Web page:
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catch (IOException ioe) {
} catch (MediaException me)
} // now take a picture
try {
byte[] pngImage = vc.getSnapshot(null);
// do something with the image ...
} catch (MediaException me)
Apparently this capture can be performed in the same thread, since it's
not reading or writing any data from or to the disk or network, therefore
no I/O operations are being executed. A closer examination however
proves this to be wrong. In older devices, such as the Nokia 6600 (S60
2nd Edition), the supported resolution was only 160
120 pixels, making
a photo capture very fast since there was not much data to copy from the
camera buffer to a Java byte array. However, newer devices these days
support resolutions of up to 1600
1200 pixels, which in JPEG format,
with reasonable quality, can result in about 550 KB of data! Copying all
these bytes from one buffer to another is an expensive process, which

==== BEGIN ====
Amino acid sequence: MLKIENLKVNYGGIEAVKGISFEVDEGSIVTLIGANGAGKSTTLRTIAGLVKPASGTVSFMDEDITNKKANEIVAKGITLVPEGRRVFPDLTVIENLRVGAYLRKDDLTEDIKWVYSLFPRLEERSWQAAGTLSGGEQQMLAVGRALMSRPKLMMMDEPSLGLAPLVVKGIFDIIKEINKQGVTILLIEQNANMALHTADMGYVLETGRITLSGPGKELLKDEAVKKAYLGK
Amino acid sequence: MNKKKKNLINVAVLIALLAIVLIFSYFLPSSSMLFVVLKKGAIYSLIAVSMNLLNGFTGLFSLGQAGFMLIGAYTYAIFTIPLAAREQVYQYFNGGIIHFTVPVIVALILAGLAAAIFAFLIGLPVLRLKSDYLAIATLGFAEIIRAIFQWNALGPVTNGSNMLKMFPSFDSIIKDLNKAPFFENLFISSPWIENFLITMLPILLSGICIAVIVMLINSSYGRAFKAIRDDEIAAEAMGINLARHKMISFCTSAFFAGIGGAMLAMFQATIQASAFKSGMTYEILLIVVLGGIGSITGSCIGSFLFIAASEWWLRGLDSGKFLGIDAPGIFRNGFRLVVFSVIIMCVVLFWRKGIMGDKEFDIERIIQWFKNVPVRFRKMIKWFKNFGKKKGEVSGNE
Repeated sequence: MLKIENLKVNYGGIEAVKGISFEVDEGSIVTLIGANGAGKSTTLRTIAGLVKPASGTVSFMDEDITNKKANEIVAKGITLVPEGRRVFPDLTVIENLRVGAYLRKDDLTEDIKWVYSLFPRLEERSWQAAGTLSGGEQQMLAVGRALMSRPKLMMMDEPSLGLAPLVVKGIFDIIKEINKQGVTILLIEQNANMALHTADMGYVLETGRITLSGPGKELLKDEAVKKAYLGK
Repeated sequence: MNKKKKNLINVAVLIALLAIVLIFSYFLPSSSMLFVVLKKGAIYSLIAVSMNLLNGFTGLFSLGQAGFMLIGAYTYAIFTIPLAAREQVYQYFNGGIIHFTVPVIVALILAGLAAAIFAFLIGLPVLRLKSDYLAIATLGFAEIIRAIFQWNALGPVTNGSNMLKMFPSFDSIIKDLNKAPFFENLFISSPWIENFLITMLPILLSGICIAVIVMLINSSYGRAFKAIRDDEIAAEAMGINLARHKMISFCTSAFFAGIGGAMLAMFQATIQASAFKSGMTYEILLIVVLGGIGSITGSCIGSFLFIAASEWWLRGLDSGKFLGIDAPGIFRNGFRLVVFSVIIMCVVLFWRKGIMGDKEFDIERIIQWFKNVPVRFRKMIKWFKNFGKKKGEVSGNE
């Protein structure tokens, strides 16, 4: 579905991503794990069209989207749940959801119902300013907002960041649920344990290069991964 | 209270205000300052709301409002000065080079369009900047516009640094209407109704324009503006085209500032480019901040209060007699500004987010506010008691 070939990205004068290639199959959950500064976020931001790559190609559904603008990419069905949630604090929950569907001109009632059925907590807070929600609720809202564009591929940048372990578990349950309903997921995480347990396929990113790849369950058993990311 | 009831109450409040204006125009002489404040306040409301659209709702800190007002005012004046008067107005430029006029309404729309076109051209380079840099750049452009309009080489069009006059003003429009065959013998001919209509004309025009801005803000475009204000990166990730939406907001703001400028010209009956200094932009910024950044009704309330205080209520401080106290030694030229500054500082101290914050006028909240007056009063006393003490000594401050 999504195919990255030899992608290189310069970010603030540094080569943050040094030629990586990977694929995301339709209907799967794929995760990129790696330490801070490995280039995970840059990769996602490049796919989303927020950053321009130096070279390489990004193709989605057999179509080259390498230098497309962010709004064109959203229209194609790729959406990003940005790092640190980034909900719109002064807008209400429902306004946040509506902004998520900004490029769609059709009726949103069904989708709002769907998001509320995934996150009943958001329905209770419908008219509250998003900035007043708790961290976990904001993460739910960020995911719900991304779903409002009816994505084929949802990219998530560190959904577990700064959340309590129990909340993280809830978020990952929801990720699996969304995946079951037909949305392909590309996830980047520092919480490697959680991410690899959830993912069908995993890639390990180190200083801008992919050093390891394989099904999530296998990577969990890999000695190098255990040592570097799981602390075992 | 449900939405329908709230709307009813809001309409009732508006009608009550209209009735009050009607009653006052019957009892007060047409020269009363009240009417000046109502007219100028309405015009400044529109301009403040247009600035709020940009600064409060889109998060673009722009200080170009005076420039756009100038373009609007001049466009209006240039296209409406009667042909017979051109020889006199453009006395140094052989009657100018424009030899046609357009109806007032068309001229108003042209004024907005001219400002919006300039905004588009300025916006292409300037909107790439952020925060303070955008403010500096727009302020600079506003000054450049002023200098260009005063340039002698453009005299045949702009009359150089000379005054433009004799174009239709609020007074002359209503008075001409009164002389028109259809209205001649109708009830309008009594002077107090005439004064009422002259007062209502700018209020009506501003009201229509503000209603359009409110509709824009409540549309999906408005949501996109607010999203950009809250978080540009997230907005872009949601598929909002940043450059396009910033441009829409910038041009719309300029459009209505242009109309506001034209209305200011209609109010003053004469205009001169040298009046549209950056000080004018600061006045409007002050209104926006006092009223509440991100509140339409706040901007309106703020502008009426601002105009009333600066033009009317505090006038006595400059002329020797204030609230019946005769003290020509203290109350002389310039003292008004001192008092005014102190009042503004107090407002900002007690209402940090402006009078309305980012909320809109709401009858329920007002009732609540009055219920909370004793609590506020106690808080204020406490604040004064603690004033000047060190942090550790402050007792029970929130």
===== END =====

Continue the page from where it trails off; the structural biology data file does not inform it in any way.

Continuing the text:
can easily hang the main application thread, preventing the user from
interacting with the application. As a result, it should also be performed
on a separate thread.
We mentioned at the beginning of this section that for most audio and
video formats, data must be loaded entirely into a memory buffer before
it can be decoded and played. Notable exceptions are the streaming
formats, such as Real-Time Streaming Protocol (RTSP). Therefore, besides
expensive I/O operations being performed to load the data, players for
those formats keep huge buffers in memory, containing the decoded data
ready to be played. This makes the players very memory-intensive and
their use must be accompanied by careful memory management.
There are two best practices on memory management for Player
objects: do not keep too many pre-fetched players in memory and
explicitly close any unneeded players.
As we discussed in Chapter 2, players go through some states before
they are ready to play media data:
UNREALIZED , where it has just been created
REALIZED , where it acquires the media resources it needs (by com-
municating with a server, reading a file, etc.)
PREFETCHED , where it acquires scarce or exclusive resources (an
audio device, for example), fills buffers with data and does other
start-up processing.
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